Kondo, T. et al., “Intraoperative Radiotherapy Combined with Posterior Decompression and Stabilization for Non-Ambulatory Paralytic Patients due to Spinal Metastasis.” (2008)


Retrospective examination of 96 nonambulant paralytic patients with spinal cord compression caused by metastatic cancer treated with intraoperative radiotherapy combined with conventional posterior surgery.

Few studies of conventional posterior surgery demonstrated satisfactory neurologic recovery for nonambulant paralytic patients with advanced spinal metastases.


Ninety-six patients underwent IORT (107 procedures) for the treatment of severe spinal cord compression because of spinal metastases. All patients were nonambulatory before surgery. Eighty-three cases (86%) were in an advanced stage of multiple spinal metastases (types 6 or 7 of the surgical classification of vertebral tumors). After posterior decompression, a single large dose of electron beam irradiation was delivered to the exposed metastatic lesion while the spinal cord was protected using a lead shield. Posterior instrumentation was also performed for most patients.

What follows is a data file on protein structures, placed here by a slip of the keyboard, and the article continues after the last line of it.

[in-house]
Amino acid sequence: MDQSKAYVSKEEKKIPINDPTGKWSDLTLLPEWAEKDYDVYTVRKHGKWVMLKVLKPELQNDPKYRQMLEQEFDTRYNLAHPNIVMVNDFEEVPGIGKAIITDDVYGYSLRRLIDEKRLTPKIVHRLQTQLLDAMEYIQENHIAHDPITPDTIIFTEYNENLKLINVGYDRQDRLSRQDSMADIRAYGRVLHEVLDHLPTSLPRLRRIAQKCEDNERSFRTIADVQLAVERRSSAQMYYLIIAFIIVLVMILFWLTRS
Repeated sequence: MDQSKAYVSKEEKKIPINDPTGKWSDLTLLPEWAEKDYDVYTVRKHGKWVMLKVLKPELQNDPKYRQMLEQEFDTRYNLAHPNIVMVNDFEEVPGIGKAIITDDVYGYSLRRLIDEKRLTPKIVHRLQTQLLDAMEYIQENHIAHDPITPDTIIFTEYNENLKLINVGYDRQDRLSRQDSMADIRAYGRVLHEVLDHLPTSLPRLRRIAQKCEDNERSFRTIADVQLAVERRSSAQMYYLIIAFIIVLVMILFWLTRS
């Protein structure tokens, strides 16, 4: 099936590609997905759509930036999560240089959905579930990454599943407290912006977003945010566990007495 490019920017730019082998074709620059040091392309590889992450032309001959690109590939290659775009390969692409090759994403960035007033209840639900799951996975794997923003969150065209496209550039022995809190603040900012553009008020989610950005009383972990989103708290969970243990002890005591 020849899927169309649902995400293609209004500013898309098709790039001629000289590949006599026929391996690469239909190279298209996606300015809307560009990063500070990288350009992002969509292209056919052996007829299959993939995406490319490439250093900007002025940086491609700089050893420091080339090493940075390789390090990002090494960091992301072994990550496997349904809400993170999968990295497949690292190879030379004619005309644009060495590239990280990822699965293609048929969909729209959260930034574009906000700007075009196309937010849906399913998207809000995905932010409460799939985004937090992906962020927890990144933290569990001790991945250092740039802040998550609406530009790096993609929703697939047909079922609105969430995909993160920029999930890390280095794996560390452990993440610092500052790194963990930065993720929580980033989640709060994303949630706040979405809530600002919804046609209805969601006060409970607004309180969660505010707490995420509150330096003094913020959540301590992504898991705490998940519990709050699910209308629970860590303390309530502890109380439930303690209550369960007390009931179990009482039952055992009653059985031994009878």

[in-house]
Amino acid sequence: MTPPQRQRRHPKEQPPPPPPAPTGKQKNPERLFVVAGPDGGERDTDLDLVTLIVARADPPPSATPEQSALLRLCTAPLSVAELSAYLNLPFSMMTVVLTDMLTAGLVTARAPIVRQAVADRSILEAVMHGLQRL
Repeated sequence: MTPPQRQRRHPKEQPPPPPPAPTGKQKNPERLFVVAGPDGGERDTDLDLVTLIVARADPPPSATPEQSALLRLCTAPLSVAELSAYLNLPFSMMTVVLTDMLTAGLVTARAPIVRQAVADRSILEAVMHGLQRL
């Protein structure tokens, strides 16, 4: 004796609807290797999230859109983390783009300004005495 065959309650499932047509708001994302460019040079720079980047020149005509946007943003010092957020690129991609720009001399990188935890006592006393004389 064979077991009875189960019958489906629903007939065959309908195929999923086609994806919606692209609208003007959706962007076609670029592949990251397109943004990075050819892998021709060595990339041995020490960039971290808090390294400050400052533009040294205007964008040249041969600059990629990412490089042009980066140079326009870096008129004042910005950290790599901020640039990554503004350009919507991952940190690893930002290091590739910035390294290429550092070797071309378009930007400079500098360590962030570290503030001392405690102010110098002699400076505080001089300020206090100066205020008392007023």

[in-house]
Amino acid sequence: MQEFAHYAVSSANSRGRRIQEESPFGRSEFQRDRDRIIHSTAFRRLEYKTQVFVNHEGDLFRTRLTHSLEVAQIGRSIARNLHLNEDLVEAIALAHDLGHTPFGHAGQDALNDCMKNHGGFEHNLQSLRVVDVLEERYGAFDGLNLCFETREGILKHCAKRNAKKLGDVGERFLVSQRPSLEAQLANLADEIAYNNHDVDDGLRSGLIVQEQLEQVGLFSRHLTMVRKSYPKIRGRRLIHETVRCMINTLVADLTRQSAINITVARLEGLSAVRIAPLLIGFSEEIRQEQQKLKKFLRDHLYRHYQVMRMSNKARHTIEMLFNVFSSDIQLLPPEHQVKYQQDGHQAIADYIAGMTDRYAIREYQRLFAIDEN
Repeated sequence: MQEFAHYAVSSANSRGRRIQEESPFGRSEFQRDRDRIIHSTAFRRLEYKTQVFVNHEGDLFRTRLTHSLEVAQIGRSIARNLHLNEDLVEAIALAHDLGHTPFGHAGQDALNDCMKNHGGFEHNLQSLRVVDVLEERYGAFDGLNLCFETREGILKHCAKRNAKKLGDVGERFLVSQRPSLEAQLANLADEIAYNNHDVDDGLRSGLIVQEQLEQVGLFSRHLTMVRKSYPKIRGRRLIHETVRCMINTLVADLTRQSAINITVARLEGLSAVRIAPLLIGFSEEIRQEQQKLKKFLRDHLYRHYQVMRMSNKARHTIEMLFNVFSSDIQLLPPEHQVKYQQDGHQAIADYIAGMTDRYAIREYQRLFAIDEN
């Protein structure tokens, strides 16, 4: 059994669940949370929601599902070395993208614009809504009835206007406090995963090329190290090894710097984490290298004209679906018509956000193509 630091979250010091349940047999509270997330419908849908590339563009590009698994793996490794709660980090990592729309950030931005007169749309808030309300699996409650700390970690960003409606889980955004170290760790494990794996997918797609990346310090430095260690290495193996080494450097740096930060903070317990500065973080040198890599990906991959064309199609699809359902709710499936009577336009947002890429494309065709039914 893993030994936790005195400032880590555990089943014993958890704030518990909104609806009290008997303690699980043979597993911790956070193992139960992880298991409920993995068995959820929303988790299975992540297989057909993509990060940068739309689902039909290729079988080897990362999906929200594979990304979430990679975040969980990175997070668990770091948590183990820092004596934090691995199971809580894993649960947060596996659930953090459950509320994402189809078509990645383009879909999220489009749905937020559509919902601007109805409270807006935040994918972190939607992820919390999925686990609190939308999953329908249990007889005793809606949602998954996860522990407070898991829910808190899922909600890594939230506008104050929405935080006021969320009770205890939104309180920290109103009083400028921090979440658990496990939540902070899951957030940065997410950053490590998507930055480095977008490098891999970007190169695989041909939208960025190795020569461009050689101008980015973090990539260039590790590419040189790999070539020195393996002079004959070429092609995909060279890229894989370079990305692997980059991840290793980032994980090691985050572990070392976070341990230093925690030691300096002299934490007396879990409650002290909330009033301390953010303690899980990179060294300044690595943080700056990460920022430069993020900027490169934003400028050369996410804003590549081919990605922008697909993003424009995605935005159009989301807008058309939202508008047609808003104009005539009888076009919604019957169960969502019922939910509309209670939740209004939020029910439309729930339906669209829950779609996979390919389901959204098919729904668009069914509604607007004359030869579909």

Ninety-five of 107 cases (89%) obtained at least one level of neurologic improvement according to Frankel’s classification and 86 cases (80%) became ambulatory after surgery. The main factors related to a nonambulatory status after surgery were preoperative neurologic status, performance status, and the presence of internal organ metastases. Of 86 postoperative ambulatory cases, only 3 became nonambulatory because of local recurrence during the follow-up period.


The IORT procedure is a useful technique for the treatment of spinal cord compression because of spinal metastasis, offering significant neurologic recovery and a low rate of local recurrence.